Estimates of climate change damage are central to the design of climate policies. Here, we develop a flexible architecture for computing damages that integrates climate science, econometric analyses, and process models. We use this approach to construct spatially explicit, probabilistic, and empirically derived estimates of economic damage in the United States from climate change. The combined value of market and nonmarket damage across analyzed sectors—agriculture, crime, coastal storms, energy, human mortality, and labor—increases quadratically in global mean temperature, costing roughly 1.2% of gross domestic product per +1°C on average. Importantly, risk is distributed unequally across locations, generating a large transfer of value northward and westward that increases economic inequality. By the late 21st century, the poorest third of counties are projected to experience damages between 2 and 20% of county income (90% chance) under business-as-usual emissions (Representative Concentration Pathway 8.5).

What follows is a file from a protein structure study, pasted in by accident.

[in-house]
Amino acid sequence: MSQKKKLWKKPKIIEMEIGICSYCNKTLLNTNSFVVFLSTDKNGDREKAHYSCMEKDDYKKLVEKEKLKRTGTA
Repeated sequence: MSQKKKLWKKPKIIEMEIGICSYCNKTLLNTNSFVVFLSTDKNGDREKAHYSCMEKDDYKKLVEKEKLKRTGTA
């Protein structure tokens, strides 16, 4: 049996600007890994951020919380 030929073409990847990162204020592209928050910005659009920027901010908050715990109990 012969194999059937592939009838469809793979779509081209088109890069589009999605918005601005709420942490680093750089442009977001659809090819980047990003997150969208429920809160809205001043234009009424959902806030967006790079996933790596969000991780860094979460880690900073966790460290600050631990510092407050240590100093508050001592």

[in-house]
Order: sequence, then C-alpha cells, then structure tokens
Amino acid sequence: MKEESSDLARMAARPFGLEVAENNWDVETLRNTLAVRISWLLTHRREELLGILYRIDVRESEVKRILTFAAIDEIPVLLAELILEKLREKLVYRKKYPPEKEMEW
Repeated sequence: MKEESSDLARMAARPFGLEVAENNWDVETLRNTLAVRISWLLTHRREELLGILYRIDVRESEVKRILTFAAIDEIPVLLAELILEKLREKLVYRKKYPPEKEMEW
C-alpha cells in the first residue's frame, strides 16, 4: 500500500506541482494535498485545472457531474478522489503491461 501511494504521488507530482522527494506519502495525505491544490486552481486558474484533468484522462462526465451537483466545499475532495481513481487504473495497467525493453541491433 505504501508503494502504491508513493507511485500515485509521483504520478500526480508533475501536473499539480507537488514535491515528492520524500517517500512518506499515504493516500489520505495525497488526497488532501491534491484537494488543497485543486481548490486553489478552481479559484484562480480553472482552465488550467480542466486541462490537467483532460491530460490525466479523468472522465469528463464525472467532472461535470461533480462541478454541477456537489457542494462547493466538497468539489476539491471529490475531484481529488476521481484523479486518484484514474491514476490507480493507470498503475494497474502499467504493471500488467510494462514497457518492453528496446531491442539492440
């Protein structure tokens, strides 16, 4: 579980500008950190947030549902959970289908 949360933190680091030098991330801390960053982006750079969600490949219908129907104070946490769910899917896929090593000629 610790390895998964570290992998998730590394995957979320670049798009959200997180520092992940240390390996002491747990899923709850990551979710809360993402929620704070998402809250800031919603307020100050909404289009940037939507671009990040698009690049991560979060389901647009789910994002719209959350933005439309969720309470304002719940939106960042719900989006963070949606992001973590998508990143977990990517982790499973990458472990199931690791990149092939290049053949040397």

Areas of Focus: Climate Change, Climate Economics, Climate Law & Policy, Climate Science
Climate change is an urgent global challenge. EPIC research is helping to assess its impacts, quantify its costs, and identify an efficient set of policies to reduce emissions and adapt...
Climate change will affect every sector of the economy, both locally and globally. EPIC research is quantifying these effects to help guide policymakers, businesses, and individuals working to mitigate and...
Climate Law & Policy
As countries around the world implement policies to confront climate change, EPIC research is calculating which policies will have the most impact for the least cost.
EPIC’s interdisciplinary team of researchers is contributing to a cross-cutting body of knowledge on the scientific causes of climate change and its social consequences.